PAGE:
CONCLUSION:

The head is the most common part of the body injured in golf with horseback riding second in frequency. The most common sports whose injuries are to the mouth, face, eye, and ear are golf, water skiing, and tennis with horseback riding following. However when severity of the head injury is judged by concussion with the head injury, snow skiing has almost half of its head injuries associated with concussion, horseback riding over one fourth, with tennis and bowling following with their percent in the teens.

Snow skiing had the greatest number of participants inured with horseback riding second, and golf third in number. Horseback riding had the greatest percent of female injured participants followed by bowling and snow skiing. Water skiing had the greatest percent of its injured in the ages 15 to 44, golf in the ages under 15 and over 65. Snow skiing had the greatest percent of its injured in the ages 45-64.

In horseback riding 30% of all injuries that go to the emergency room are fractures, with the second highest snow skiing. Golf has the lowest percentage of fractures in those injured.

Doris Bixby Hammett, MD
Secretary, American Medical Equestrian Association
103 Surrey Road
Waynesville, NC 28786
704/456-3392

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Horse Drawn Vehicles More Dangerous than Commuter Flights

In the end of the year NEWSWEEK magazine December 26, 1994, in the article "Small Planes Make for Big Nightmares" the author states. "Over the past five years twice as many Americans died in animal-drawn wagons and sleighs than on commuter flights." This statement is not true.

Alan E Hoskin. Manager Statistics Department, National Safety Council provided the figures from the National Center for Health Statistics.




CATEGORY              1989  1991 1991 TOTAL PERCENT



Animal Rider           49    104  90   293    95.1%

Occupant Animal

Drawn Vehicle           8      4   3    15     4.9%

  Subtotal            107    108  93   308   100.0%





TRAFFIC ACCIDENT MOTOR VEHICLE DEATH



Animal Rider/Occupant

Animal Drawn Vehicle    7      5  15    27     8.0%



NON-TRAFFIC ACCIDENT MOTOR VEHICLE DEATH

Animal Rider/Occupant

Animal Drawn Vehicle    1      1   0     2     0.6%



  Subtotal              8      6  15    29     8.6%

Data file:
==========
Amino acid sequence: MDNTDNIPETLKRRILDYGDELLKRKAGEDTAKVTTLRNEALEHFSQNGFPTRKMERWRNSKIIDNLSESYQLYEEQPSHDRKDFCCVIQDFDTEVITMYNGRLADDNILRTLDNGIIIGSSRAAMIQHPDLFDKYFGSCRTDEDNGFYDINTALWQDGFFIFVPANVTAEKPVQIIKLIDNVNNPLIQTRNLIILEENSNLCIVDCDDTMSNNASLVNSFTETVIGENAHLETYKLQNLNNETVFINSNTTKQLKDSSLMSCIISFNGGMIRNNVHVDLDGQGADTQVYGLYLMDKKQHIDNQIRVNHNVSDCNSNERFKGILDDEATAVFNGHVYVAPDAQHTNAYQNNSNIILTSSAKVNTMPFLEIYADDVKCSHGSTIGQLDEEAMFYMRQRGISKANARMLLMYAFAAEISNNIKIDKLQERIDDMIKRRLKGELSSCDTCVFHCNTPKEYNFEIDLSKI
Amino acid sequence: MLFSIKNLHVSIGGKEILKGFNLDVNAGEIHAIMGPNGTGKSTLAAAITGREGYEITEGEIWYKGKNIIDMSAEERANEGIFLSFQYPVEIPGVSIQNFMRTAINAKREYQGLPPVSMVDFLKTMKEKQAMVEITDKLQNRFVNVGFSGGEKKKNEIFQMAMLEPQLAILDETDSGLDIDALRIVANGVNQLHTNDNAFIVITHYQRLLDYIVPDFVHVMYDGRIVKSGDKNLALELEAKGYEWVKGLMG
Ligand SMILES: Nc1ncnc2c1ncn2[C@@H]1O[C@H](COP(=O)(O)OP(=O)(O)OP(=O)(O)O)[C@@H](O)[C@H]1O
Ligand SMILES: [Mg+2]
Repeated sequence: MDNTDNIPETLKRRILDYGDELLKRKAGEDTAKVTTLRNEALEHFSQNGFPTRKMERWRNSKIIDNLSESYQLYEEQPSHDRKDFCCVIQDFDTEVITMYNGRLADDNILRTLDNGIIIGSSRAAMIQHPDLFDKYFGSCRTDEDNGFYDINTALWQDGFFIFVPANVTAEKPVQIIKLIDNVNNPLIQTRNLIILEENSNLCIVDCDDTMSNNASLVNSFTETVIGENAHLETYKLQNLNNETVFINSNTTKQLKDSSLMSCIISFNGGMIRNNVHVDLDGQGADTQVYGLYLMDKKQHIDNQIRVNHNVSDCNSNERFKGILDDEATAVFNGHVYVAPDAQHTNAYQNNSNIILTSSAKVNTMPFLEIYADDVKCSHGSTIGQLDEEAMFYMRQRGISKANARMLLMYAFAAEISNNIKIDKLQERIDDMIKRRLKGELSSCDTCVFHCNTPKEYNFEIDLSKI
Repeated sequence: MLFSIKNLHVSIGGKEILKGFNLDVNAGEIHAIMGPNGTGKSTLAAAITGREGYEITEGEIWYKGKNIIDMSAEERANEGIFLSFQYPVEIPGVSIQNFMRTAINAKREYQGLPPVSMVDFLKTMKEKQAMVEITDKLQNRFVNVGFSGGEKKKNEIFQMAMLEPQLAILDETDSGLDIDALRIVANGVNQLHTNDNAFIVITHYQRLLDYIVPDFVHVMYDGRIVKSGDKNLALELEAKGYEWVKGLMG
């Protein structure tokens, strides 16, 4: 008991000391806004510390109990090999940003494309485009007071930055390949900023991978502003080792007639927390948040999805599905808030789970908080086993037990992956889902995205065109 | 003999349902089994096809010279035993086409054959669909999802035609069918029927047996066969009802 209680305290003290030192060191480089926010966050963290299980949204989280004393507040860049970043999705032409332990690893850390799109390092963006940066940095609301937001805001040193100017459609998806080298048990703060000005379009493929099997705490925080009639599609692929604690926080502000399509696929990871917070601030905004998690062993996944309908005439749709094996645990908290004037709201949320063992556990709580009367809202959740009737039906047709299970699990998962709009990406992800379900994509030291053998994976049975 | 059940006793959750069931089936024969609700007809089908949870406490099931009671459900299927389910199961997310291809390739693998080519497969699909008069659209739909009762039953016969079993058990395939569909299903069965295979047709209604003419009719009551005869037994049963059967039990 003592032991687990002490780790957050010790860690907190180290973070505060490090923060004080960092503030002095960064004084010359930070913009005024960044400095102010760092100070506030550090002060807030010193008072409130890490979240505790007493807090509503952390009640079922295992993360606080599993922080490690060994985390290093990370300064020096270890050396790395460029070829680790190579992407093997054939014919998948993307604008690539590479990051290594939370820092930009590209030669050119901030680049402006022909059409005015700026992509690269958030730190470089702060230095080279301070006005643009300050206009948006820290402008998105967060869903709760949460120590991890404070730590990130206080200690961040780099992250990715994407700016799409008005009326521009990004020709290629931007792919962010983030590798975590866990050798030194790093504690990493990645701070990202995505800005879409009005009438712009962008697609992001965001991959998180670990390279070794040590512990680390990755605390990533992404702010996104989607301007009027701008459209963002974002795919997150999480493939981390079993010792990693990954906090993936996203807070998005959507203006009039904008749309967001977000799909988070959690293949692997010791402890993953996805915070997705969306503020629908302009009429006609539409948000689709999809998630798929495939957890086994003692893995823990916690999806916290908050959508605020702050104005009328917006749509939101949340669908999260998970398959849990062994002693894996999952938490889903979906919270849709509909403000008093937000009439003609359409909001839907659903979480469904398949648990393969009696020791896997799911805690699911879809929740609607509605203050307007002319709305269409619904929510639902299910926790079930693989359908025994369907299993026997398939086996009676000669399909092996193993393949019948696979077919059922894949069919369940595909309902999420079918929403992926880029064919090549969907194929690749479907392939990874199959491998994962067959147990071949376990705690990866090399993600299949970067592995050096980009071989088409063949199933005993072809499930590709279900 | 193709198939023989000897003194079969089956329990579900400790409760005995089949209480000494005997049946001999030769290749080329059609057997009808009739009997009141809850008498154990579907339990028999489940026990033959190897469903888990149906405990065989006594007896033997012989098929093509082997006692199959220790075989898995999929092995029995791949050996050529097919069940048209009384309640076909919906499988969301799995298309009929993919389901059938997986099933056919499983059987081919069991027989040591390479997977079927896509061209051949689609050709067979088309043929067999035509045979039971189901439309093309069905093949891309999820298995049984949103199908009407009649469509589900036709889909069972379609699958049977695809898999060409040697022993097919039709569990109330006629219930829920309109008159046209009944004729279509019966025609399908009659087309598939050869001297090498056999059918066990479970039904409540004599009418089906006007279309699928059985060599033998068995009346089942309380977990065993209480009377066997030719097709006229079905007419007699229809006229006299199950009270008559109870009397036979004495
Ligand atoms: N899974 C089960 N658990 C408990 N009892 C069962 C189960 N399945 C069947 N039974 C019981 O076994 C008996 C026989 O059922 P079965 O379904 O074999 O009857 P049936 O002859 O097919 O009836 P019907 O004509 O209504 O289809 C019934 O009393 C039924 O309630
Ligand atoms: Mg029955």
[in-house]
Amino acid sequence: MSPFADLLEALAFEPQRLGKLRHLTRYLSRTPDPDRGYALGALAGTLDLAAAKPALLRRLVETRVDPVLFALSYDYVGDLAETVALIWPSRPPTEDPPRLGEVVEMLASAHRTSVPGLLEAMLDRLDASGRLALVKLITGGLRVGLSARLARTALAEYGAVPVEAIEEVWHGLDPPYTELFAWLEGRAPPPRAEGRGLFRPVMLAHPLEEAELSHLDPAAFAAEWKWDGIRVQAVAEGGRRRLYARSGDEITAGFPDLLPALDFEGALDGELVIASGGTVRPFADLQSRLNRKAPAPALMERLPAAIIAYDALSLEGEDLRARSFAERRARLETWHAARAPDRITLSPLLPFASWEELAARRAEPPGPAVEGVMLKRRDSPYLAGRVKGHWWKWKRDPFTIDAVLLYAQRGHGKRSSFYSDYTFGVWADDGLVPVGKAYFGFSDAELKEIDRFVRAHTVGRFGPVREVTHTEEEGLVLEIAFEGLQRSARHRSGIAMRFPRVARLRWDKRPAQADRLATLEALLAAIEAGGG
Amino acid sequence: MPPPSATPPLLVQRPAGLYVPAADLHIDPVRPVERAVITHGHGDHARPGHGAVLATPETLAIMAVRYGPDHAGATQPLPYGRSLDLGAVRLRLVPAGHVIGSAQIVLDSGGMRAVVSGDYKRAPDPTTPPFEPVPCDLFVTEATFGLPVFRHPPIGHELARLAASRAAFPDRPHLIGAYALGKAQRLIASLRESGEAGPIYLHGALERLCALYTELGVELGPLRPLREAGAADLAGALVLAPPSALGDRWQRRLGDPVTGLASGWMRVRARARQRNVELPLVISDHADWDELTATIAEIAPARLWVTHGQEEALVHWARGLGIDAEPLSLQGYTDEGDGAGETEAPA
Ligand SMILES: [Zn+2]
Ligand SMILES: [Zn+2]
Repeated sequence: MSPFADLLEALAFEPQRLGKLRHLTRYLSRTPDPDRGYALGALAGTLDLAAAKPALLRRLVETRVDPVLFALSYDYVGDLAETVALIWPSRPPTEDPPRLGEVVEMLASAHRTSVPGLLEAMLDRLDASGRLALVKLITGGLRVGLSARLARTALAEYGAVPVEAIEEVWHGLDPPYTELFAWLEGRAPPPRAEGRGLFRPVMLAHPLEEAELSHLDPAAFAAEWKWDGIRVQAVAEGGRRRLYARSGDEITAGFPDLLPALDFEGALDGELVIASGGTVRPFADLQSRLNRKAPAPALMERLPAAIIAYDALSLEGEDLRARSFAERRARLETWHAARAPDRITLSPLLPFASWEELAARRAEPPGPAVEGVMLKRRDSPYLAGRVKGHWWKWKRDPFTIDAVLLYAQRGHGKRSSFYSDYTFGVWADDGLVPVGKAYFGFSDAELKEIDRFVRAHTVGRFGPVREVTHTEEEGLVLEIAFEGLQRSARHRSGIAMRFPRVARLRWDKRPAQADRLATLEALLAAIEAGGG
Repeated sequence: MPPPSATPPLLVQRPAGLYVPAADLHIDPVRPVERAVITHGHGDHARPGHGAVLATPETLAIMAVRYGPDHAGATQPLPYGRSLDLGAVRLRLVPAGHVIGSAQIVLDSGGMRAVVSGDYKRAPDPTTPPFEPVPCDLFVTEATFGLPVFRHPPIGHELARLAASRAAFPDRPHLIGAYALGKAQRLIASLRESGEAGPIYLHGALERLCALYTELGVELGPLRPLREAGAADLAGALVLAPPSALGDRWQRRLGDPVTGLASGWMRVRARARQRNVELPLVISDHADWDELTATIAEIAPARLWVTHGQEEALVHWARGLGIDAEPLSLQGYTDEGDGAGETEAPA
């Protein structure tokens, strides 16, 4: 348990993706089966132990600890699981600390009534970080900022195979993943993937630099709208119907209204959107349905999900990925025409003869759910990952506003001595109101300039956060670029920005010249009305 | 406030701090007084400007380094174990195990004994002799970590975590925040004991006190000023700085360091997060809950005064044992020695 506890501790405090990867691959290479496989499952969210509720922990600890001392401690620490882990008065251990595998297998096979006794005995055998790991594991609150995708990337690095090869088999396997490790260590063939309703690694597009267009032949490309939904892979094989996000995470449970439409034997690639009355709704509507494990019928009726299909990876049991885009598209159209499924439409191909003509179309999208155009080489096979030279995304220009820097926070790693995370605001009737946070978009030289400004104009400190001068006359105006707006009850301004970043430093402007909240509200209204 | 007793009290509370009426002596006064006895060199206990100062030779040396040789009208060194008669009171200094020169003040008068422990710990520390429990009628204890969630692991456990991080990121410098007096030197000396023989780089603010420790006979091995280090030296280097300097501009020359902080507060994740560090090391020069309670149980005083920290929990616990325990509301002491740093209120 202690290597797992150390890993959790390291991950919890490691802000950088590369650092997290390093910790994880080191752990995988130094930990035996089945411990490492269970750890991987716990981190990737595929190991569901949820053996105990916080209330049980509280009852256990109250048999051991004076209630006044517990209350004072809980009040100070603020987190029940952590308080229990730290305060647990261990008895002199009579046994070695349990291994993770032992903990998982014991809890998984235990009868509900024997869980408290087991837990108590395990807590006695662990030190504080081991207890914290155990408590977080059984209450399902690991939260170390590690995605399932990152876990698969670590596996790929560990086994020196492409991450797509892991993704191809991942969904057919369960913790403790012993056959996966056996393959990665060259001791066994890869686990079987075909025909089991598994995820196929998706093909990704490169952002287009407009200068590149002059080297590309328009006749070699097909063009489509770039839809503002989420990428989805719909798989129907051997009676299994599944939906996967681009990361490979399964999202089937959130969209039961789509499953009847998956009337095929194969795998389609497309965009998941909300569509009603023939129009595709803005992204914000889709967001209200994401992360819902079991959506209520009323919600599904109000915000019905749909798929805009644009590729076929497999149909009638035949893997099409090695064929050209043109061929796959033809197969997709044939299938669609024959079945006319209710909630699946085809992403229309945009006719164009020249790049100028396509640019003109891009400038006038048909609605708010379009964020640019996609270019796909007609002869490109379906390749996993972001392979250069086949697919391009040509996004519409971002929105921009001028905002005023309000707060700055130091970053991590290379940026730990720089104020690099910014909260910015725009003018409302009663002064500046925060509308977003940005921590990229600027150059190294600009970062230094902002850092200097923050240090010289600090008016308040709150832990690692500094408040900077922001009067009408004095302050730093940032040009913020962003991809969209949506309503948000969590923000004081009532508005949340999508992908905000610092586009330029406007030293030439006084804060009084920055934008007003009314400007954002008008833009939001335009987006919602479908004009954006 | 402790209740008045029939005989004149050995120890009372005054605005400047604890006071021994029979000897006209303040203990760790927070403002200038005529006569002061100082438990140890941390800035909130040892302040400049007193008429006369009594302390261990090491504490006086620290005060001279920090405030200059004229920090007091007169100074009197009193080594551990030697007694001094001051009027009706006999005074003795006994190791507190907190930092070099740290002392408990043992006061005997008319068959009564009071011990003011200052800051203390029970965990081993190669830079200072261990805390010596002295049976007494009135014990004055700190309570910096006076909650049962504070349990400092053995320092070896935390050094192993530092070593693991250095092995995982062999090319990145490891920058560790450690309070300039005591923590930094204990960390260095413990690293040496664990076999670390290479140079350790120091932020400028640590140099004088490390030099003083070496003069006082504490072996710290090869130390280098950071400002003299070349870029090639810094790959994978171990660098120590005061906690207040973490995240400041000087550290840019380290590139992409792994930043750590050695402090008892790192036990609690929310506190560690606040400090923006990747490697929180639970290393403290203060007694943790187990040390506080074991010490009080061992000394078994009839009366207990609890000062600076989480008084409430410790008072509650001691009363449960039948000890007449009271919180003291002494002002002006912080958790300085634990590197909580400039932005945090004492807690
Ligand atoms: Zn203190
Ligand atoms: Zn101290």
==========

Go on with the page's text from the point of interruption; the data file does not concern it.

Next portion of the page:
TOTAL                 115    114 118   337



If we consider deaths involving animals ridden/driven, 95.1% are riders of animals, with only 4.9% drivers. Motor vehicles involved in animal ridden/driven traffic related deaths account for 8% of all animal related deaths, with only 0.6% non-traffic accident meter vehicle animal rider/driver related deaths. An example of this type of death was a race between the rider of a moped and horse in which an accident occurred between the moped and the horse with the driver of the moped being killed. In motor vehicle accidents distinction is not made between animals ridden and animals driven.

Two figures are of interest to the members of the American Medical Equestrian Association. These figures give only animals being ridden or driven. No animal related deaths are reported from non-mounted accidents: kicking, crushing, or dragging. Depending upon the study, these non-mounted accident/deaths range from 15 to 34%.

The year 1991 accounted for almost half of the horse related deaths involving motor vehicles. This figure may be the beginning of a trend and would indicate that each state horse community should review its statues relative to laws concerning horses on high- ways as New York State has done, and make the changes necessary to improve safety for the horse using community.

Reported by Doris Bixby Hammett, MD

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Horse Related Fractures

National Electronic Injury Surveillance System Age and Gender

Fracture is the most common horse related injury which takes the injured to the physician or the emergency room. More women ride horses than men in every age group except in the ages 65 years and older. Women post-menopausal have bone density loss and therefore are more subject to fractures. With these facts in mind, the study of the NEISS figures for horse related fractures related to age and gender was undertaken.

The figures used are from a compilation of information derived from horse associated injuries treated in hospital emergency rooms participating in the National Electronic Injury Surveillance System (NEISS) of the U.S. Consumer Product Safety Commission. The NEISS estimates are calculated from a sample of hospitals which are statistically representative of institutions with emergency treatment departments located within the United States and its territories. NEISS warns small figures in their statistics have a high margin of error and may not have significance. NEISS figures are based on estimates so the total may vary slightly. I have omitted "Unknown" in several tables for clarification.




      1998-1992 HORSE RELATED INJURIES

  AGE            NUMBER           PERCENT

0-4               4158              1.9%